It’s tough to sort through all of the facts and fiction when it comes to dieting. One aspect that remains fairly misunderstood is the keto-intense diet and its benefits. For bodybuilders, the keto diet remains one of the most unexplored facets of food intake. This article takes a bite into the keto diet and lifts the lid on why bodybuilders need to get in on it.
What is the ketogenic diet?
To understand the keto diet, you need to know how the body breaks down food to generate energy. Typically, our bodies have evolved to utilize carbohydrates so that they can create energy. The ketogenic diet replaces carbohydrates- though not entirely- with fats and protein. In fact, this diet has earned itself the moniker low-carb high-fat (LCHF).
Instead of breaking down the carbs in the system to produce glucose, the body utilizes the fats stored in the liver to use as body fuel. These fats are known as ketones. Essentially, a low-carb high-fat diet will trick your body into switching to ketones as the go-to energy source.
Does that mean going off carbs completely?
No, it doesn’t. In the initial phases of the LCHF diet, you will need to maintain a healthy balance of fat, protein, and carbs in your diet. This gives your body the time to adapt to low carb intake and lower glycogen output to switch to ketones as the body’s primary energy source. However, the faster you reduce your carb intake, the faster your body enters ketosis.
How does the ketogenic diet help bodybuilders?
• Muscle growth is brought about by the body being in an anabolic state. A high-fat diet will increase the fat burning process, providing more energy for the body and reducing the amounts of stored up fats. During this process, there is an increase in growth hormone (HGH) and testosterone, both of which are immensely critical to muscle growth and more accurate in strength training.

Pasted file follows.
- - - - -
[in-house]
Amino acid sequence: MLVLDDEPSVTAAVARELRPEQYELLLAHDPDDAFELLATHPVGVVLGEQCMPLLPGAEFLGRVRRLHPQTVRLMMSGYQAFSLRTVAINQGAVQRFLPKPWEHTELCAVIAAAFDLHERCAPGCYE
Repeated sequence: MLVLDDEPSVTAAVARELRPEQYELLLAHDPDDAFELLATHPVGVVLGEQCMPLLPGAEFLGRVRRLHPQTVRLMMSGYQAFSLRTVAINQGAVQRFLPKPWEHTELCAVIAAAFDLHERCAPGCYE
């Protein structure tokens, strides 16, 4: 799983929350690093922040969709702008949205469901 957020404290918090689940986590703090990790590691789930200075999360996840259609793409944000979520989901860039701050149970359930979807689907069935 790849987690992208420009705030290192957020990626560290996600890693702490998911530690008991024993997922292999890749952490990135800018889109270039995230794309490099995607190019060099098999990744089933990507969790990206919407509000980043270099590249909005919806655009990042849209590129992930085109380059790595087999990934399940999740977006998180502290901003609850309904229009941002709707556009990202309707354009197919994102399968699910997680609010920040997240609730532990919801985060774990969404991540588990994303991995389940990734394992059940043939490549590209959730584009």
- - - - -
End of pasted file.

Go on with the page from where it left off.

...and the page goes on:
• High-carb intake increases glucose and insulin production. Insulin blocks the conversion of fats into energy, requiring the body always to expect carbs for energy. Lowering carbohydrates means a lower insulin output. The body hydrolyzes the fats and stays in high metabolism since it has a more stable energy source in the form of stored up fats.
• While strength training, your muscles experience a lot of damage. That is why it is recommended that you allocate recovery time. The repair process gives the muscles more strength and better definition. A high-fat diet fastens the muscle building and healing process.
• Essential fatty acids are effective against joint inflammation. Omega-3, for instance, contains two essential acids- Eicosapentaenoic acid (EPA) and docosahexaenoic acid (DHA). These acids, found in fish and fish-oil supplements, have anti-inflammation properties that provide quicker recovery time.
• During exercise, the body produces adrenaline. Adrenaline, in turn, slows down the breakdown of protein. This helps the bodybuilder to retain muscle protein since the body resists the urge to ‘feed on muscles’ as an energy source. Any protein taken into the body is used in the building up of muscle as the body burns fat to keep it running.
Do you need to increase protein intake?
No, you do not. Higher protein intake leads to a counterproductive process known as gluconeogenesis. This simply means the formation of new glucose. If the protein intake surpasses the fat intake in the body, your body adapts by substituting protein as the primary source of fuel. This means the body resumes storing up fats and using glucose. Just like that, your ketosis �almost success’ story crashes and burns.
Still, you will need to maintain the proper balance of protein and fats so that you can keep your body firmly in ketosis while still building muscle.
Ketosis is a state that takes a while to master properly. However, when done right, you should see substantial gains in good time. Watching out for sneaky carbs hidden in foods and replacing bad sugars will keep you in ketosis for years. Snacking on the right salt forms and hydrating products should also be on top of your priority list.